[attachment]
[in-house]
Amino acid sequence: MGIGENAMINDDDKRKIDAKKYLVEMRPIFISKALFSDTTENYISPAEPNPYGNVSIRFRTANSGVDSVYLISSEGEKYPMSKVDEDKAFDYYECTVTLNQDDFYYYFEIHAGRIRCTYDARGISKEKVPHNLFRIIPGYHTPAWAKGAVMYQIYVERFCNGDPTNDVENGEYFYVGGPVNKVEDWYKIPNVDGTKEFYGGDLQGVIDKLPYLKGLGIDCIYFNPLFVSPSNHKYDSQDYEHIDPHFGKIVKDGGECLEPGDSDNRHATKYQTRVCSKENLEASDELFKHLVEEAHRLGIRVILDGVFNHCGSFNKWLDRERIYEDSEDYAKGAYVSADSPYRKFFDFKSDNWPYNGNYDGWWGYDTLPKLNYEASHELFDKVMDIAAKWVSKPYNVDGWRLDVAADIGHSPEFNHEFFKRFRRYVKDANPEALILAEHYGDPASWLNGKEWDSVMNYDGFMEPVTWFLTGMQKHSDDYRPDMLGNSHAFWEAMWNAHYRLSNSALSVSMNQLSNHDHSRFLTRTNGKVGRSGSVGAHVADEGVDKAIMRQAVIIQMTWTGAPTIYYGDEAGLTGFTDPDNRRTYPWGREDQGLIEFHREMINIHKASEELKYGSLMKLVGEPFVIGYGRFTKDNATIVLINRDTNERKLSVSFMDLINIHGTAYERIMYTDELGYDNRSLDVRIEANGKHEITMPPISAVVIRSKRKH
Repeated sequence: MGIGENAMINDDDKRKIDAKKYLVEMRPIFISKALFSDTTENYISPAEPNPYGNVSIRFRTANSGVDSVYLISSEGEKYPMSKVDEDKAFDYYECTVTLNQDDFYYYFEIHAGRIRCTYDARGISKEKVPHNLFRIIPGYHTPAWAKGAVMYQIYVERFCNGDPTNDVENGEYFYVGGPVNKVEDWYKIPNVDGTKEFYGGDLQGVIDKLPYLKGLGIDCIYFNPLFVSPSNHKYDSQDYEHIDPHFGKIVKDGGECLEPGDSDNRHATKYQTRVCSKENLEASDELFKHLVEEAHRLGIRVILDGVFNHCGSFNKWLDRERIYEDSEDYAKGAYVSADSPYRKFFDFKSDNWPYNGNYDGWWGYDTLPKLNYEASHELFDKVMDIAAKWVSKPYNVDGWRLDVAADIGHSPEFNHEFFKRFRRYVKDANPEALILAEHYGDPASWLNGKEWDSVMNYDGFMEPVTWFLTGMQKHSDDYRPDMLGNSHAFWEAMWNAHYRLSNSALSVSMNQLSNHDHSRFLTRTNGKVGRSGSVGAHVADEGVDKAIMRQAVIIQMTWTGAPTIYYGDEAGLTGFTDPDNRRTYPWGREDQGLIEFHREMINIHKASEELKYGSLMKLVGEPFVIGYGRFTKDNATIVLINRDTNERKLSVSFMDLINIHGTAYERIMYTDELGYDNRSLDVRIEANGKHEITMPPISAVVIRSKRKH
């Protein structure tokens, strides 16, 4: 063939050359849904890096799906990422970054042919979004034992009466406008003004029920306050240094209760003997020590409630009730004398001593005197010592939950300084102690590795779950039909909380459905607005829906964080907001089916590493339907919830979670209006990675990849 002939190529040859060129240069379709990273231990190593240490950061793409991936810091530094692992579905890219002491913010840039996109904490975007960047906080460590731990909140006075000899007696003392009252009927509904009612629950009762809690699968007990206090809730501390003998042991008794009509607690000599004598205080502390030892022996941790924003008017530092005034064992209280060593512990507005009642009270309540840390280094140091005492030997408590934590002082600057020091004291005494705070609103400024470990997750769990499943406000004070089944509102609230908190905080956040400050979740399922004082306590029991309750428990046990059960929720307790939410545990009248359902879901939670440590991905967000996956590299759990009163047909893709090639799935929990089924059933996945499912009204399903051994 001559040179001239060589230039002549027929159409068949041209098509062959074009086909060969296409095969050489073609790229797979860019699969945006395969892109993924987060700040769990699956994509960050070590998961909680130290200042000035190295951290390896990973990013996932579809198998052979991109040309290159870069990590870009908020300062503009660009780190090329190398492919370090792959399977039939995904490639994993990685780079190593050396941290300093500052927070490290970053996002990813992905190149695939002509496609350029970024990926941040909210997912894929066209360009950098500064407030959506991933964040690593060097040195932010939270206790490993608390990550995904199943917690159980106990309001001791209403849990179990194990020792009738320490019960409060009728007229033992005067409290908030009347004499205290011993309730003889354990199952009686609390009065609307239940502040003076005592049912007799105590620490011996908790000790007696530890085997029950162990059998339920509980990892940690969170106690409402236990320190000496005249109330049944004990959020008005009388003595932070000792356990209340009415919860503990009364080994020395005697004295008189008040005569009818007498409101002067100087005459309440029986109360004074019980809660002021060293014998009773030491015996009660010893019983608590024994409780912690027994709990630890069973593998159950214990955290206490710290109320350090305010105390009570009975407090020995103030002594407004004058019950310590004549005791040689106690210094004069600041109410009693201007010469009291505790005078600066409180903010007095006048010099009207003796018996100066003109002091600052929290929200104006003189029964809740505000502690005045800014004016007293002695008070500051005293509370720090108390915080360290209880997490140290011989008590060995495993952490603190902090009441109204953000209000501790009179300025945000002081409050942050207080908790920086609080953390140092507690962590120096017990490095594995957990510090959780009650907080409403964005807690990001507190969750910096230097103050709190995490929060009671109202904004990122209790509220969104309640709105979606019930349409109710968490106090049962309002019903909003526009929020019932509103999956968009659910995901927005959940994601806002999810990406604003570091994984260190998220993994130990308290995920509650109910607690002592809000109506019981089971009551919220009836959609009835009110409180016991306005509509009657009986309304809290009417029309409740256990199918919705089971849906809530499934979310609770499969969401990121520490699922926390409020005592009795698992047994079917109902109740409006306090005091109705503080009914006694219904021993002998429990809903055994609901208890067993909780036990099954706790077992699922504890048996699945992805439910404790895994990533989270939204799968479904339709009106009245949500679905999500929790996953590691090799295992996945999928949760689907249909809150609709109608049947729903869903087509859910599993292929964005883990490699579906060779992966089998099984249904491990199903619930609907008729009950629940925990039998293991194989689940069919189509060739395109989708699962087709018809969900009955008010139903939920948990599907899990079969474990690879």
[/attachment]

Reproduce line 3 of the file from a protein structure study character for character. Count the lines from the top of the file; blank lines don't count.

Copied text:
Repeated sequence: MGIGENAMINDDDKRKIDAKKYLVEMRPIFISKALFSDTTENYISPAEPNPYGNVSIRFRTANSGVDSVYLISSEGEKYPMSKVDEDKAFDYYECTVTLNQDDFYYYFEIHAGRIRCTYDARGISKEKVPHNLFRIIPGYHTPAWAKGAVMYQIYVERFCNGDPTNDVENGEYFYVGGPVNKVEDWYKIPNVDGTKEFYGGDLQGVIDKLPYLKGLGIDCIYFNPLFVSPSNHKYDSQDYEHIDPHFGKIVKDGGECLEPGDSDNRHATKYQTRVCSKENLEASDELFKHLVEEAHRLGIRVILDGVFNHCGSFNKWLDRERIYEDSEDYAKGAYVSADSPYRKFFDFKSDNWPYNGNYDGWWGYDTLPKLNYEASHELFDKVMDIAAKWVSKPYNVDGWRLDVAADIGHSPEFNHEFFKRFRRYVKDANPEALILAEHYGDPASWLNGKEWDSVMNYDGFMEPVTWFLTGMQKHSDDYRPDMLGNSHAFWEAMWNAHYRLSNSALSVSMNQLSNHDHSRFLTRTNGKVGRSGSVGAHVADEGVDKAIMRQAVIIQMTWTGAPTIYYGDEAGLTGFTDPDNRRTYPWGREDQGLIEFHREMINIHKASEELKYGSLMKLVGEPFVIGYGRFTKDNATIVLINRDTNERKLSVSFMDLINIHGTAYERIMYTDELGYDNRSLDVRIEANGKHEITMPPISAVVIRSKRKH